India had a policy of non-alignment during the cold war. But just before war broke out between India and Pakistan in December 1971, India signed the treaty in August 1971.
What were the reasons that made India to do this?
The Indo-Soviet Treaty of Friendship and Cooperation was signed in the aftermath of General Yahya Khan's imposition of martial law in Pakistan and Pakistan's military intervention and genocide in East-Pakistan.
The Indian government clearly wanted to intervene in East Pakistan, if for no other reason than the growing humanitarian and economic crisis on its border. While they may have been confident of victory against Pakistani forces, the question of how China and the United States may have reacted would clearly have been a concern. This would have been particularly true in light of the defeat that India had suffered against China in 1962.
The Indian government found the Soviet leadership open to negotiations on a treaty, and those negotiation culminated in the signing of the treaty on 9 August 1971. This sent a clear signal to Washington and Beijing (and may even have helped to hasten Nixon's visit to China in 1972).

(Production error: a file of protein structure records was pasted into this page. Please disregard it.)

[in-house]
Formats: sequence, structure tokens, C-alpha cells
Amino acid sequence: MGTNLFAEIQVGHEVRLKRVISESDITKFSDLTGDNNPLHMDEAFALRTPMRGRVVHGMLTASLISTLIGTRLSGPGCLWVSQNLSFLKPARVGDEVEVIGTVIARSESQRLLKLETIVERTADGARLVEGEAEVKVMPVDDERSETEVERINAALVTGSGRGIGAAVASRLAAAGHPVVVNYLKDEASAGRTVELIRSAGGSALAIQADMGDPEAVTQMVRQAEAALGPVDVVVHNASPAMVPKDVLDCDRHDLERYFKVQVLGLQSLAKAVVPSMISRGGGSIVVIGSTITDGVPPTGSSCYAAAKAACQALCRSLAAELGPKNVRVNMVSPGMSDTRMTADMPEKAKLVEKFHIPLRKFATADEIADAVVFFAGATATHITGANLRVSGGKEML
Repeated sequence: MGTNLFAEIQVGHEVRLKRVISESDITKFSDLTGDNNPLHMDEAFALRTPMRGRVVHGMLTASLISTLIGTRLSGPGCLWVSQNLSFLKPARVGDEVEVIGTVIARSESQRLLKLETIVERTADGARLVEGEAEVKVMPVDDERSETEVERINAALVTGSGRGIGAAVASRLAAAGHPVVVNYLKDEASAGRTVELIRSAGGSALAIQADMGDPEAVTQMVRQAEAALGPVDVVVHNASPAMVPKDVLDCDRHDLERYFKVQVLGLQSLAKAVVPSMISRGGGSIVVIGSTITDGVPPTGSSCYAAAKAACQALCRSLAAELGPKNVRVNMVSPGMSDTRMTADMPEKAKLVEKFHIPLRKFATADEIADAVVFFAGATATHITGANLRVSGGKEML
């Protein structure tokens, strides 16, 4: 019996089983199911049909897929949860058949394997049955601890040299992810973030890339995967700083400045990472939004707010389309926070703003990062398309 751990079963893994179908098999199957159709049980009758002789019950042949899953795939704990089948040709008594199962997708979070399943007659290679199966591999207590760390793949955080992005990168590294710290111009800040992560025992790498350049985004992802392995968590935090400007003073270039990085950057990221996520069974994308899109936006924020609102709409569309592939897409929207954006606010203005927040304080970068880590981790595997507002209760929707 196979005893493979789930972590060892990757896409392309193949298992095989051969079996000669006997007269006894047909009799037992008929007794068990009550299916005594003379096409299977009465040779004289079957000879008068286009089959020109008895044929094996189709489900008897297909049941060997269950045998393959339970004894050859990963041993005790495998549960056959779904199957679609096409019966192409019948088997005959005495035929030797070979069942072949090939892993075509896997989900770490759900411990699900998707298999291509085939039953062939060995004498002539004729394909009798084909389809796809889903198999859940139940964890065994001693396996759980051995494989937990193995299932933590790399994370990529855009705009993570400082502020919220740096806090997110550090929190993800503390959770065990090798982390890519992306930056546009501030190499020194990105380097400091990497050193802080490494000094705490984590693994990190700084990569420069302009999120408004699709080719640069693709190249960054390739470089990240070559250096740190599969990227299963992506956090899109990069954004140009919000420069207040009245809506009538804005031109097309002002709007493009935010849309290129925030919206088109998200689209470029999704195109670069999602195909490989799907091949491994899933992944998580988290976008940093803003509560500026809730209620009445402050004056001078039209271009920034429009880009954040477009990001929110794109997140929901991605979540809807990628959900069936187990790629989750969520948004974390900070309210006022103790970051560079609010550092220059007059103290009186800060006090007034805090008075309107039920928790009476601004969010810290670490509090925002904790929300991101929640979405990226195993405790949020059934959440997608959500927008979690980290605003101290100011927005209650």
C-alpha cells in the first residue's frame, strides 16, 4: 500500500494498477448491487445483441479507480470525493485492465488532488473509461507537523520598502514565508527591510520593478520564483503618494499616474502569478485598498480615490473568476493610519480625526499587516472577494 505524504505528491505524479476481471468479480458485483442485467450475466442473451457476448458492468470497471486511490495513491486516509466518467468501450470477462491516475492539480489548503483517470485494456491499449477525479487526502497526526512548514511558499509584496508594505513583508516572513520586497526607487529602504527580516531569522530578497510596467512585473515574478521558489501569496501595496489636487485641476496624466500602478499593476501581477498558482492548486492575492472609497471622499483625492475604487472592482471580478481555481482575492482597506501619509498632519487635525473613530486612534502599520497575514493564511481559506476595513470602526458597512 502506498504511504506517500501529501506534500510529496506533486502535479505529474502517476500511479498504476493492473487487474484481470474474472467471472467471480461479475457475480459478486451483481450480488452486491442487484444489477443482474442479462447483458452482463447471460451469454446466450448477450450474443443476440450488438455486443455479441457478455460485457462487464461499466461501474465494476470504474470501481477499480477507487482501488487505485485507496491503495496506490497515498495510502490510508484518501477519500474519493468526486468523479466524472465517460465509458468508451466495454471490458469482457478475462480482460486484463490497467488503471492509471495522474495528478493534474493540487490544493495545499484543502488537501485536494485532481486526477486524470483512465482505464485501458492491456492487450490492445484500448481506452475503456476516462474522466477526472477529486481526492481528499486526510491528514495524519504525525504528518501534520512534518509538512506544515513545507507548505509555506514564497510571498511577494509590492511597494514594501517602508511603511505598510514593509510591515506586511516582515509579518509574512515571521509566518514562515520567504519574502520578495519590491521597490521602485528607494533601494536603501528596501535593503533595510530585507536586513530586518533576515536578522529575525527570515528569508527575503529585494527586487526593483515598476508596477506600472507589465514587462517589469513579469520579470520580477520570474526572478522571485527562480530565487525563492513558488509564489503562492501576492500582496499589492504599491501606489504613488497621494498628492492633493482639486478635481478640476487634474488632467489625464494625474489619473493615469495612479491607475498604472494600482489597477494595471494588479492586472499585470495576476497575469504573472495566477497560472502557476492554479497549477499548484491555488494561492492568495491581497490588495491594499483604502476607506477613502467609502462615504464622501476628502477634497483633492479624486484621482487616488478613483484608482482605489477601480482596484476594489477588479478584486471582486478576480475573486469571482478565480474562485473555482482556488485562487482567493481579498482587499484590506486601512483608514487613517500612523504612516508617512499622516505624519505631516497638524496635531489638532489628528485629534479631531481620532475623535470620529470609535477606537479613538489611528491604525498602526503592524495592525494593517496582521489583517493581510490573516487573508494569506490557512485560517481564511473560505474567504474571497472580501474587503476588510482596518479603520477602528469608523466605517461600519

The Indo-Pakistani War of 1971 was fought in December of that year.
Before the Indo-Pak war of 1965, UK was the official supplier of defense products to India. After the war, UK started to limit the supply. So, India wanted the second ally. Aas USA was already occupied by Pakistan, and Pakistan also signed a friendship treaty with China, India wanted a strong ally.
Now, the question remains, why India signed the treaty in 1972, why not in 1966?
The answer may lie in the traditional procrastination of India.
India has regional parliaments and a federal parliament with multiple assemblies. This system is theoretically fantastic, but practically a nightmare for development. Indian politicians waste a lot of time in their parliaments to take simple decisions. For example, It took 16-years for Indian parliament to pass tax reform bill, it took 15 years to sign LEMOA with USA.
Then come bureaucracy and red tape. India is a bureaucratic nightmare for businesses. A Hong Kong-based company found that India was the worst place to do business in Asia. Simple decisions take years to finalize. Some examples that bureaucracy ate up India are, Indian MBT project took 35 years to finish, and Indian jet fighter project took 33 years to finish.